Multiple teacher evaluation programs in different districts reveal that “…across five large urban districts, among teachers who were ranked in the top 20% of effectiveness in the first year, fewer than a third were in that top group the next year, and another third moved all the way down to the bottom 40%.” There appears to be no evidence in the short Louisiana trial that contradicts this finding in other districts.
Beyond costs and the inconsistency of results that cast a shadow of doubt about the relevance of value added testing is another issue, as yet unresolved, about how high student mobility rates, with their dislocated beginning and ending scores, will impact a teacher’s evaluation. If incoming students are excluded from scoring, teachers may be less likely to focus attention on helping them. Reports are that in New Orleans RSD schools and in East Baton Rouge Parish schools more than 40% of students move at least once during the school year to another school.
The huge cloud over systems for evaluating teacher performance in classrooms all across the nation, portend a stormy future. Without a doubt, plaintiff lawyers will experience a pickup in business as teachers, who believe themselves to be victims of flawed system output, seek to restore their reputations.
Protests by thousands on the Capitol steps accompanied by millions of words commenting in state news media grew out of rush to implement a new and untested method of evaluating the performance of public school teachers.
No mention is made of evaluating teachers in private and church schools where increasingly tax-payer money will be diverted to pay for vouchers and tax credits. Nor is there a willingness to require that the private schools be held accountable. In an interesting hypocrisy (there are so many in these “reforms”) the governor and his minions claim that there is no need for accountability, for parents know when a school is good for their children, but somehow in our public schools, those same parents need letter grades and all forms of accountability measures.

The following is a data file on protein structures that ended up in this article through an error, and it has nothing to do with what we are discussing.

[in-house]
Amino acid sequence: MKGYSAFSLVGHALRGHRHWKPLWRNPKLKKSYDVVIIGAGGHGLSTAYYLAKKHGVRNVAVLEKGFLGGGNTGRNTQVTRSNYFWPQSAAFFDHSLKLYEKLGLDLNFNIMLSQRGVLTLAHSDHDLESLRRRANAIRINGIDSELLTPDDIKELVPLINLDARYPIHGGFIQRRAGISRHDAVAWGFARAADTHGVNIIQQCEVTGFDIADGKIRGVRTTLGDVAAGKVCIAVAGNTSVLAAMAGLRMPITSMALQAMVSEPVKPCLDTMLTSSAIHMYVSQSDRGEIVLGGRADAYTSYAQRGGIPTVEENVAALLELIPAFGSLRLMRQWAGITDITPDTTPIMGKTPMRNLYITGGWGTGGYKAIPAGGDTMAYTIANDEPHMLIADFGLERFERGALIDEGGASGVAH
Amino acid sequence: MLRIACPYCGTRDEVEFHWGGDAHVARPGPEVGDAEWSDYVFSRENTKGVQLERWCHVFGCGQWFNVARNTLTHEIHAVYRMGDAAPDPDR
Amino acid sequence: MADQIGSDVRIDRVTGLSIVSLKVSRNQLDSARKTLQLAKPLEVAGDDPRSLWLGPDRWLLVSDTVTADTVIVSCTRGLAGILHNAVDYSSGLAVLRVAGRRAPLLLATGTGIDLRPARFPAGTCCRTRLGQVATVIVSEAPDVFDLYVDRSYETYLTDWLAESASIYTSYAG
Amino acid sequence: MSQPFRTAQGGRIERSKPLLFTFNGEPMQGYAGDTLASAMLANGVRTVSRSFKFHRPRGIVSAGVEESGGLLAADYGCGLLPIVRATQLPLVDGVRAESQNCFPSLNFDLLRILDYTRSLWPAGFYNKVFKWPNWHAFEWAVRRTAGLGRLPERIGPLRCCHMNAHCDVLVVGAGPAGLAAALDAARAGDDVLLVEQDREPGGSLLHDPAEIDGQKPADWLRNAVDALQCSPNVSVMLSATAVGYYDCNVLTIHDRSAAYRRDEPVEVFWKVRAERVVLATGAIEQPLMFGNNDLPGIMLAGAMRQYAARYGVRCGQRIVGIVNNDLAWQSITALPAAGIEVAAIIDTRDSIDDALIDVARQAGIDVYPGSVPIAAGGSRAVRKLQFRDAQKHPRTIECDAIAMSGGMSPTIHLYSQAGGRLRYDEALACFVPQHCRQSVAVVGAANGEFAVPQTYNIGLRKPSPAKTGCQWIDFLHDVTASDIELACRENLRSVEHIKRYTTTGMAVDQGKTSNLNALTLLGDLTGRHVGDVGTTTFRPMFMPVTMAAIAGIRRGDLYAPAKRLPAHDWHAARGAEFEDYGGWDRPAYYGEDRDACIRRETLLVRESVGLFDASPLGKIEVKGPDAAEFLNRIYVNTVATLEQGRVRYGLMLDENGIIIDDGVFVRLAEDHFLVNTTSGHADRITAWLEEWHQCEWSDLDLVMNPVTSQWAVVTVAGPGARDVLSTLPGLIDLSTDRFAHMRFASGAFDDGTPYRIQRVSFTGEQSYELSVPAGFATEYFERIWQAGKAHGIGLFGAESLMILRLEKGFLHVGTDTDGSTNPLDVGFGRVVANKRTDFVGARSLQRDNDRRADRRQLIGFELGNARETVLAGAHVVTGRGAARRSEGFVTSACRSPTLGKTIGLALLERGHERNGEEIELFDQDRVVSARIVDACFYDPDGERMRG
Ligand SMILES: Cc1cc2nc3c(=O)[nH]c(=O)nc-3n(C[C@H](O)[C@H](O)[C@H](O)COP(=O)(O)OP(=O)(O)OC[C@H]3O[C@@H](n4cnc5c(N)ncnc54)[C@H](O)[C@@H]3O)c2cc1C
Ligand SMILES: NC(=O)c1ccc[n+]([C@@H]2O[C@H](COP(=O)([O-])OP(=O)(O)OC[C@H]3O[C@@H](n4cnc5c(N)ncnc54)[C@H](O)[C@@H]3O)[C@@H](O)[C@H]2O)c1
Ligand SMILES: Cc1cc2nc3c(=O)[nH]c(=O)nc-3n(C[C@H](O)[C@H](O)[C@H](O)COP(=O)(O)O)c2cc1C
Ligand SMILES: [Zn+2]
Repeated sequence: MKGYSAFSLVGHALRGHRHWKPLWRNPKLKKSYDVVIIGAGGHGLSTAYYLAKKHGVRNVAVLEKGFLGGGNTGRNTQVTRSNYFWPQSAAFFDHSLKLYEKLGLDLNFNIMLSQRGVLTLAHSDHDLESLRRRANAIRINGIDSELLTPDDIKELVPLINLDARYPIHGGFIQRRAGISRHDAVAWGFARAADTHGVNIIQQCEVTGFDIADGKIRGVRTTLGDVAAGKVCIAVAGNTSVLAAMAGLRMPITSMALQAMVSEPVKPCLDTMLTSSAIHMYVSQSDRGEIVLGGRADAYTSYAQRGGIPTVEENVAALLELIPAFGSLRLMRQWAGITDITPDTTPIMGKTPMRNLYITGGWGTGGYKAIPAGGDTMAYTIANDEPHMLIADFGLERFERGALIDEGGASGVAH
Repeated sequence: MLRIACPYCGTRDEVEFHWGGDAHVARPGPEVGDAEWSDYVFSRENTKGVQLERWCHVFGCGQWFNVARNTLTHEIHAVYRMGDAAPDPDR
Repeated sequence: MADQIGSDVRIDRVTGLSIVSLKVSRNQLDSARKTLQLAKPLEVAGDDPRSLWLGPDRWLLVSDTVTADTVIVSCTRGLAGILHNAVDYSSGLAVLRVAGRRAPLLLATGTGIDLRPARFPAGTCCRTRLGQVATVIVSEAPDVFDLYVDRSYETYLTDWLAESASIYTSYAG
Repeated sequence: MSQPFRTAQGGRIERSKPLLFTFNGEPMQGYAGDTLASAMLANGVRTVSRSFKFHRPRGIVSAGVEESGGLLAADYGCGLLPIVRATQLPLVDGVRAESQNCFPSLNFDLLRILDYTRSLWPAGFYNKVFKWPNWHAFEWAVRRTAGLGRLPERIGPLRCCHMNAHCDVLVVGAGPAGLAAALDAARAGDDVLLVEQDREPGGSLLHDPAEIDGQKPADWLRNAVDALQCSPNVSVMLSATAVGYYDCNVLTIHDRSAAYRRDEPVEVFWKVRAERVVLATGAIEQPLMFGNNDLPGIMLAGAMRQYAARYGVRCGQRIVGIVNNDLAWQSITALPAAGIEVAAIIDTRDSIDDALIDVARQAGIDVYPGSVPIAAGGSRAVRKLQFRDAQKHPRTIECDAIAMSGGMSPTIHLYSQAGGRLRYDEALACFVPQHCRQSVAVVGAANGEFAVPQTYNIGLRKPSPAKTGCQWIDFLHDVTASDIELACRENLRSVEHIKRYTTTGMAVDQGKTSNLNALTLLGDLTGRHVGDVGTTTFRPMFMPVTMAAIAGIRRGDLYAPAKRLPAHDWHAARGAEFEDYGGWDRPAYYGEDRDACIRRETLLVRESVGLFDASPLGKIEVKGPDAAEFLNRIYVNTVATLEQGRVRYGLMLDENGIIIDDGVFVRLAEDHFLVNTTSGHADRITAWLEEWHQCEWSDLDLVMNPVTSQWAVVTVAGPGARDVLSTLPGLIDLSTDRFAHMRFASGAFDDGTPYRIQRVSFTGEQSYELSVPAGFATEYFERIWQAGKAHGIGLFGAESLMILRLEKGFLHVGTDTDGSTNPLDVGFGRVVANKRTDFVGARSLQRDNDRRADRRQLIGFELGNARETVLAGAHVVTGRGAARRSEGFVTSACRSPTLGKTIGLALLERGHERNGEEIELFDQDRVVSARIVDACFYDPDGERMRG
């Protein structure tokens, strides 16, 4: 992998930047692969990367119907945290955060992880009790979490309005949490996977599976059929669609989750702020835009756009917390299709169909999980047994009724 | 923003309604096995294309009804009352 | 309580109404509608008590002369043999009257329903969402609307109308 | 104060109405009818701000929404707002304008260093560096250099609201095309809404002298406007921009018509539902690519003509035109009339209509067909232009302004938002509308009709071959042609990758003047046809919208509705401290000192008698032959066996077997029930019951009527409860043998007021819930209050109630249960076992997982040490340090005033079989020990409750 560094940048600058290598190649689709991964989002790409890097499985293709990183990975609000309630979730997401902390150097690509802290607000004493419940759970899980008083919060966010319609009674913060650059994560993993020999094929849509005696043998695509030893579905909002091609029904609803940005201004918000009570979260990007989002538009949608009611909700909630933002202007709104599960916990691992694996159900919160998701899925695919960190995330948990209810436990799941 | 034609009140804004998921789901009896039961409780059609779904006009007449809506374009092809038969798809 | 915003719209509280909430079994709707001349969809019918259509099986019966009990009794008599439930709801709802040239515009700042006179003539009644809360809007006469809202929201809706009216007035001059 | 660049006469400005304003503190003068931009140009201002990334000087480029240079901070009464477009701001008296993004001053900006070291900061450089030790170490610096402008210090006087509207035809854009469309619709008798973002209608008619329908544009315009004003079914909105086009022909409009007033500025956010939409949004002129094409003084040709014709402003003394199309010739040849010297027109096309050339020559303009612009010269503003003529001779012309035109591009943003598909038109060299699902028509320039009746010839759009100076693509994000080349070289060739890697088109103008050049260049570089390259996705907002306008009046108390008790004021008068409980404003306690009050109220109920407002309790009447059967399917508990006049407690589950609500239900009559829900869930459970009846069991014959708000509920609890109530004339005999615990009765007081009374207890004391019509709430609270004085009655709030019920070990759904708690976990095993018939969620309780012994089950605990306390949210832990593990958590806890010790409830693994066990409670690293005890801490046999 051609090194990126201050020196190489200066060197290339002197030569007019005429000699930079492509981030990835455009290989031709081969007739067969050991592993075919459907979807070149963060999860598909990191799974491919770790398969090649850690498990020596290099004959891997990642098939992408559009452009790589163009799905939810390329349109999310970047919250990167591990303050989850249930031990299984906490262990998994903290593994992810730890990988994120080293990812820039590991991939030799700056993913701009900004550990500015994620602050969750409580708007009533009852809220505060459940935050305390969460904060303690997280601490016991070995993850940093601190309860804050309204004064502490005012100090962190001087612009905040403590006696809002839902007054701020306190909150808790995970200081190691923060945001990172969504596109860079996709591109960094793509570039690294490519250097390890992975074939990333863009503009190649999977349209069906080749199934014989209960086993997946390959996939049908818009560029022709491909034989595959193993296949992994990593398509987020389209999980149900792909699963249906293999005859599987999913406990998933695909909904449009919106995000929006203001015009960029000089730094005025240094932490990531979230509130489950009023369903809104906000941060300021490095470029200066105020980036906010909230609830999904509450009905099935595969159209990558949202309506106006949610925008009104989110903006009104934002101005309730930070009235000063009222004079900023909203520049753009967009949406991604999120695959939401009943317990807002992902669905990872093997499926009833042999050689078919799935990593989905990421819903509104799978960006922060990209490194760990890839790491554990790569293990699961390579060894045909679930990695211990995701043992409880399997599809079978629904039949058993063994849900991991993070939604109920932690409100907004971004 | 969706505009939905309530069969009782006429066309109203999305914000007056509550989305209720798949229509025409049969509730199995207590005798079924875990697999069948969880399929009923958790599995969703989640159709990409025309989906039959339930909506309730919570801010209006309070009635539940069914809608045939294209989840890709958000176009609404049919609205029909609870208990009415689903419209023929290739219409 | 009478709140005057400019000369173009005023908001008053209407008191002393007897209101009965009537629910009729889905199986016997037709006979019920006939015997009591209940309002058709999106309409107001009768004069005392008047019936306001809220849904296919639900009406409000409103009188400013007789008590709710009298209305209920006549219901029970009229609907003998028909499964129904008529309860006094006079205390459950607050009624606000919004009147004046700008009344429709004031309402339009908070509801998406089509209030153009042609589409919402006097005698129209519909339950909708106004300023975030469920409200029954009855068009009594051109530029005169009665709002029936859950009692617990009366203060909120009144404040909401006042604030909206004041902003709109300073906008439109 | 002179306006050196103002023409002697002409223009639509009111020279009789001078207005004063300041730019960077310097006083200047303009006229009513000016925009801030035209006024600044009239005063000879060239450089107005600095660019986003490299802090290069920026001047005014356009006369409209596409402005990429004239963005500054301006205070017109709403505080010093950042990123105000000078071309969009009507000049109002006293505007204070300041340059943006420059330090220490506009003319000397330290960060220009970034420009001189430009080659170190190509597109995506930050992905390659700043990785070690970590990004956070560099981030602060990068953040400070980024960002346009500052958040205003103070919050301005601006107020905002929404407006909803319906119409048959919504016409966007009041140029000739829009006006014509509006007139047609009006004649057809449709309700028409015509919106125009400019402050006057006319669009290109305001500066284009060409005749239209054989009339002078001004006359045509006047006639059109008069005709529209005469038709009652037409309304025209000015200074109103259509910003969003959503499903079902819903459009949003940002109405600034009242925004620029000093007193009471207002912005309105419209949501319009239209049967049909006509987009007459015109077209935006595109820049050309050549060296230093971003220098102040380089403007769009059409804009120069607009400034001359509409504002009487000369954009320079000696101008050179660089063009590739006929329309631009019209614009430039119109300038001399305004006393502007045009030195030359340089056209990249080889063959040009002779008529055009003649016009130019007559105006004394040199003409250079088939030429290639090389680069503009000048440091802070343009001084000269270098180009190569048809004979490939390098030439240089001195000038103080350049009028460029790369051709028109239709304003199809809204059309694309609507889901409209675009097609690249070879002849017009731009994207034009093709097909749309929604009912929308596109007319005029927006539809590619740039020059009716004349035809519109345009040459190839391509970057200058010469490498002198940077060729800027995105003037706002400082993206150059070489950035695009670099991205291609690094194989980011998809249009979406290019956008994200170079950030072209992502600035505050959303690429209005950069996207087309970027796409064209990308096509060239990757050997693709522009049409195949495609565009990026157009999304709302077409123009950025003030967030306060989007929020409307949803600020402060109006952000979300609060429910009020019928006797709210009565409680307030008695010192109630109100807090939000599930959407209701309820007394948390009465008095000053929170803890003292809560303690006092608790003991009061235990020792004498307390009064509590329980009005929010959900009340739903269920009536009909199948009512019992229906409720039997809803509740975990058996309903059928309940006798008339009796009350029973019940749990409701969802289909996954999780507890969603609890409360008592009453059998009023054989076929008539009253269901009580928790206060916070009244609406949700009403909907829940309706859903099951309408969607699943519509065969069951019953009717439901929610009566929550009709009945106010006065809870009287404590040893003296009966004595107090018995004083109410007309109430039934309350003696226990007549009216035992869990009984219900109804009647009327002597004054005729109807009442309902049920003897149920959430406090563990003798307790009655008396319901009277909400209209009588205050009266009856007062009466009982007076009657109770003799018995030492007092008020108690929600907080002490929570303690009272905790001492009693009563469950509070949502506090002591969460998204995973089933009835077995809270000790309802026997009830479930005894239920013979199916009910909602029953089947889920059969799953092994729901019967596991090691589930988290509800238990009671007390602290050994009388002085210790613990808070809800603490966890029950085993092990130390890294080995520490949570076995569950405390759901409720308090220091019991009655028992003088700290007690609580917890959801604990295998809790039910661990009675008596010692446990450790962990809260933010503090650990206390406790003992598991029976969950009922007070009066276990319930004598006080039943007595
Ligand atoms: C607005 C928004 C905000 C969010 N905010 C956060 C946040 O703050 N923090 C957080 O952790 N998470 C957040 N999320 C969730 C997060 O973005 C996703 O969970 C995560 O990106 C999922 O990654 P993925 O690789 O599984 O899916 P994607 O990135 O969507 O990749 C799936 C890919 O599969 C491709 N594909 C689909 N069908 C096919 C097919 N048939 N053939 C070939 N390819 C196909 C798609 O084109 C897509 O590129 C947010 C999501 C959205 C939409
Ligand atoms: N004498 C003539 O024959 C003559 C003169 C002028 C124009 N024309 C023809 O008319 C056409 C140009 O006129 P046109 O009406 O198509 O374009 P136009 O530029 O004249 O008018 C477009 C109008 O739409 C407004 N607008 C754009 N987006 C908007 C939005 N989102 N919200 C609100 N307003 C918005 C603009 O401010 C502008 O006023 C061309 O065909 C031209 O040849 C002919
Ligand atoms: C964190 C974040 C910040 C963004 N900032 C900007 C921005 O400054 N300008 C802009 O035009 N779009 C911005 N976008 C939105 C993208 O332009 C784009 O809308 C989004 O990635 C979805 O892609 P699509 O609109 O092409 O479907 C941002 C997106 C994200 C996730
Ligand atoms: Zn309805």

Those issues have been hammered before un-listening legislative committees but remain unrecognized in the instruments that will put the legislation into the Revised Statutes.
Less recognized are the costs of doing the teacher evaluation business. They are substantial! A review of the Budget Letter that was taken down from the Louisiana Department of Education (LDOE) website last week reveals there is no allowance for the cost increases expected to implement this new system
A one-year pilot envisioned in Act 54, the legislation mandating the development of a new system, shrank to less than three months and training conducted by the LDOE that was completed in late March was wasted as changes in the system dictate a summer start-over.